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Generation Y

Obama dares Ohio State graduates to reject cynical voices

President Barack Obama speaks at Ohio State University’s spring commencement ceremony May 5, in Columbus, Ohio. (AP Photo/Mark Duncan) by Josh Lederman Associated Press Writer COLUMBUS, Ohio (AP) — A year to the day after kicking off his victorious re-election campaign on this college campus, President Barack Obama returned to Ohio State University and told graduates that only through vigorous participation in their democracy can they right an ill-functioning government and break through relentless cynicism about the nation’s future.

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National

Stories of the dead and injured in Boston bombing

BOMB VICTIMS–This combination of undated file photos provided to the Associated Press shows, from left, Martin Richard, 8, Krystle Campbell, 29, and Lingzi Lu, a Boston University graduate student. Richard, Campbell and Lu were killed in the explosions at the finish line of the Boston Marathon Monday, April 15, 2013, in Boston. (AP Photo/File) BOSTON (AP) — The twin bombs at the Boston Marathon killed three people and wounded more than 170 on Monday. Here are the stories of those killed and some of the injured.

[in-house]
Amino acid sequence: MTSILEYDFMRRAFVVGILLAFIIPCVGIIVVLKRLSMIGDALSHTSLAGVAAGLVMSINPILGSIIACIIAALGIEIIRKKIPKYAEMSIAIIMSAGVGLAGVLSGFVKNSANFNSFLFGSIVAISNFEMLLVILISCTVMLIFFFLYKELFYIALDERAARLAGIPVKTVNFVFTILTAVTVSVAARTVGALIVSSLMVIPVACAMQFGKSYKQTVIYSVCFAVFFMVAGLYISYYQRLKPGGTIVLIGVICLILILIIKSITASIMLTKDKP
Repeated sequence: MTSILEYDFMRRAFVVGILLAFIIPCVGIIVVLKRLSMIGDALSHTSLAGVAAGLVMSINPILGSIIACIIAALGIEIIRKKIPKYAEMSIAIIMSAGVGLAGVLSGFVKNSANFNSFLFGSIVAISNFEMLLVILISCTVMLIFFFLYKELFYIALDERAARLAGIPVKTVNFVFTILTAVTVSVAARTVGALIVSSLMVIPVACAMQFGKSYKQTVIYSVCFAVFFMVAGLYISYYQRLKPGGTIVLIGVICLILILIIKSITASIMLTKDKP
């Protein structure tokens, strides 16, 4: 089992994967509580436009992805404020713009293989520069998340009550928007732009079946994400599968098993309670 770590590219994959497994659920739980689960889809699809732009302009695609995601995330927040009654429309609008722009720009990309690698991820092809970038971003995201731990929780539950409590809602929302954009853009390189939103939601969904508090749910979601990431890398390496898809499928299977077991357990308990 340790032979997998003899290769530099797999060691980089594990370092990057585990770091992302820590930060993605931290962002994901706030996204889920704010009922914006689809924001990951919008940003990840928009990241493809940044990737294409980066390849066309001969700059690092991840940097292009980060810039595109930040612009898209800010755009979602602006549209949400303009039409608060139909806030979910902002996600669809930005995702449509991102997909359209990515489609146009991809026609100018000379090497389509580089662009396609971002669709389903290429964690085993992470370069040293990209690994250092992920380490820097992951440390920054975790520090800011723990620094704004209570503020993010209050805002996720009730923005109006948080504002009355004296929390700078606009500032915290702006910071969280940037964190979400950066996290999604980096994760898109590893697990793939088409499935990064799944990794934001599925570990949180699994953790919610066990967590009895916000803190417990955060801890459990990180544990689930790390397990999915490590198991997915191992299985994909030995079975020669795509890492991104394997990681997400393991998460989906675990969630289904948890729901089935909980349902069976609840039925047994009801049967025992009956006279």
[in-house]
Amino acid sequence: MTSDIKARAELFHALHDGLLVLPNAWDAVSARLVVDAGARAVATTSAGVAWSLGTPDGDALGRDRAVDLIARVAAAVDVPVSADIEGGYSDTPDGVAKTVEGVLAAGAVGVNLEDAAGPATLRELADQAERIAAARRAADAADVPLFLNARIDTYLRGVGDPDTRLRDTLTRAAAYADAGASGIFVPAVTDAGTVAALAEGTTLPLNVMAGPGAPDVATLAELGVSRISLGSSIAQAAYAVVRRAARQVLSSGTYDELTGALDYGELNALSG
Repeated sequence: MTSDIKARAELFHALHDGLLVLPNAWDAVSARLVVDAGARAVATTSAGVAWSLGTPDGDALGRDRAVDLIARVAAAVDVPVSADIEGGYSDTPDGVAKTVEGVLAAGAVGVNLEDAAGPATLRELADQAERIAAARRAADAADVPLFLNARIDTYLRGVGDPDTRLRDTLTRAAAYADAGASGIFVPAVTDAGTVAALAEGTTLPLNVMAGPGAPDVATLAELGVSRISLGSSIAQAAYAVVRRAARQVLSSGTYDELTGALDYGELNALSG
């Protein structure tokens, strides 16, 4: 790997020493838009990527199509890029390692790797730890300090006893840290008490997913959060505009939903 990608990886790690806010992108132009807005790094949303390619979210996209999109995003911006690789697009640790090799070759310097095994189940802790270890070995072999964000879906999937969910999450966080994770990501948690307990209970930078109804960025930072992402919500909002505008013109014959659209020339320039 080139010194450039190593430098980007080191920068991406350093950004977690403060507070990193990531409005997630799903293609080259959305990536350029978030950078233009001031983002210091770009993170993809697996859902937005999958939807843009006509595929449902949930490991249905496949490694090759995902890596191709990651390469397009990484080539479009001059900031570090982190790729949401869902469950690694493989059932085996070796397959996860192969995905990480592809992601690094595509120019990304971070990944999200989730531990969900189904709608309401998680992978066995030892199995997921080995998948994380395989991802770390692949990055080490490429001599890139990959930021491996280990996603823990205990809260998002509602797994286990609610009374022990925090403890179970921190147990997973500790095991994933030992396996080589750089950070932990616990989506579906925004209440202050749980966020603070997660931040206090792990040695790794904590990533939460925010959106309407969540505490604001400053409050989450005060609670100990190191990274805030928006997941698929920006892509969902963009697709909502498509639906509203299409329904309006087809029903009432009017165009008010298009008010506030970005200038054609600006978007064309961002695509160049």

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National

Dropouts: Discouraged Americans leave labor force

HELP WANTED– This Friday, March 29, 2013 file photo shows a help wanted sign at a barber shop in Richmond, Va. U.S. employers added just 88,000 jobs in March, the fewest in nine months and a sharp retreat after a period of strong hiring. Many discouraged Americans are giving up the job hunt for school, retirement and disability. (AP Photo/Steve Helber, File) by Jesse Washington and Paul Wiseman WASHINGTON (AP) — After a full year of fruitless job hunting, Natasha Baebler just gave up.

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National

High court poised to upend civil rights policies

BLACK STUDENT LEADER–University of Texas senior Bradley Poole poses for a photo on campus near the Martin Luther King Jr. statue in Austin, Texas. (AP Photo/Eric Gay) by Hope Yen WASHINGTON (AP) — Has the nation lived down its history of racism and should the law become colorblind?

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Sports

Baylor's Griner more than just girl who can dunk

SHOT BLOCKER–Baylor’s Brittney Griner (42) celebrates after breaking the NCAA women’s career record for blocks as Odyssey Sims (0) and Oklahoma’s Aaryn Ellenberg (3) stand by during the second half of a college basketball game in Waco Texas. Baylor was announced Monday, March 18, to join Connecticut, Stanford and Notre Dame as a No. 1 seed in the women’s tournament, marking the second straight season those four schools were the top seeds. (AP Photo/LM Otero, File) by Stephen Hawkins AP Basketball Writer WACO, Texas (AP) — Brittney Griner arrived at Baylor known as the girl who could dunk.